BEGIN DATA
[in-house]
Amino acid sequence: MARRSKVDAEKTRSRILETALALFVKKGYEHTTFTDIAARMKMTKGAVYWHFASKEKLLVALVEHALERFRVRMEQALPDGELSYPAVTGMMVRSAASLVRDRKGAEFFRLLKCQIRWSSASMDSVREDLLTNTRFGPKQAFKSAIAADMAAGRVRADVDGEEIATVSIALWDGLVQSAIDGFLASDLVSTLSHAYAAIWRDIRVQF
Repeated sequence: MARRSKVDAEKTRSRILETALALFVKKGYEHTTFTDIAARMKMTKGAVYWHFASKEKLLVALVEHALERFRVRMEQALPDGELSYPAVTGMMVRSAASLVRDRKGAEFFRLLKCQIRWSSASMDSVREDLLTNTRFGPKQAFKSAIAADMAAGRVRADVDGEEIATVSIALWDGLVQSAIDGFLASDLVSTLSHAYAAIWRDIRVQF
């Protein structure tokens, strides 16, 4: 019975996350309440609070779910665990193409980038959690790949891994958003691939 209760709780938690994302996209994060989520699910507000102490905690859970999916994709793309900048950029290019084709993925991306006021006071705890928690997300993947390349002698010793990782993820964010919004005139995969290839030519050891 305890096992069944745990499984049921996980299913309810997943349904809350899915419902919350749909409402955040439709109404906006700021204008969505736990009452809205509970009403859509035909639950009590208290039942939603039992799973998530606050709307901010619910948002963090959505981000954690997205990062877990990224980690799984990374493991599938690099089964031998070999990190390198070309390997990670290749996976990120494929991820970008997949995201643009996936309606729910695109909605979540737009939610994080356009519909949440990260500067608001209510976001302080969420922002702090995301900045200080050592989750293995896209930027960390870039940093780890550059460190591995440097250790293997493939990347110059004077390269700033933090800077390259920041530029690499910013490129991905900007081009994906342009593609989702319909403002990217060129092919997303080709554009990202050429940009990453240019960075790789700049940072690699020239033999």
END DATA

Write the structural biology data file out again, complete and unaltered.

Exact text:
[in-house]
Amino acid sequence: MARRSKVDAEKTRSRILETALALFVKKGYEHTTFTDIAARMKMTKGAVYWHFASKEKLLVALVEHALERFRVRMEQALPDGELSYPAVTGMMVRSAASLVRDRKGAEFFRLLKCQIRWSSASMDSVREDLLTNTRFGPKQAFKSAIAADMAAGRVRADVDGEEIATVSIALWDGLVQSAIDGFLASDLVSTLSHAYAAIWRDIRVQF
Repeated sequence: MARRSKVDAEKTRSRILETALALFVKKGYEHTTFTDIAARMKMTKGAVYWHFASKEKLLVALVEHALERFRVRMEQALPDGELSYPAVTGMMVRSAASLVRDRKGAEFFRLLKCQIRWSSASMDSVREDLLTNTRFGPKQAFKSAIAADMAAGRVRADVDGEEIATVSIALWDGLVQSAIDGFLASDLVSTLSHAYAAIWRDIRVQF
């Protein structure tokens, strides 16, 4: 019975996350309440609070779910665990193409980038959690790949891994958003691939 209760709780938690994302996209994060989520699910507000102490905690859970999916994709793309900048950029290019084709993925991306006021006071705890928690997300993947390349002698010793990782993820964010919004005139995969290839030519050891 305890096992069944745990499984049921996980299913309810997943349904809350899915419902919350749909409402955040439709109404906006700021204008969505736990009452809205509970009403859509035909639950009590208290039942939603039992799973998530606050709307901010619910948002963090959505981000954690997205990062877990990224980690799984990374493991599938690099089964031998070999990190390198070309390997990670290749996976990120494929991820970008997949995201643009996936309606729910695109909605979540737009939610994080356009519909949440990260500067608001209510976001302080969420922002702090995301900045200080050592989750293995896209930027960390870039940093780890550059460190591995440097250790293997493939990347110059004077390269700033933090800077390259920041530029690499910013490129991905900007081009994906342009593609989702319909403002990217060129092919997303080709554009990202050429940009990453240019960075790789700049940072690699020239033999």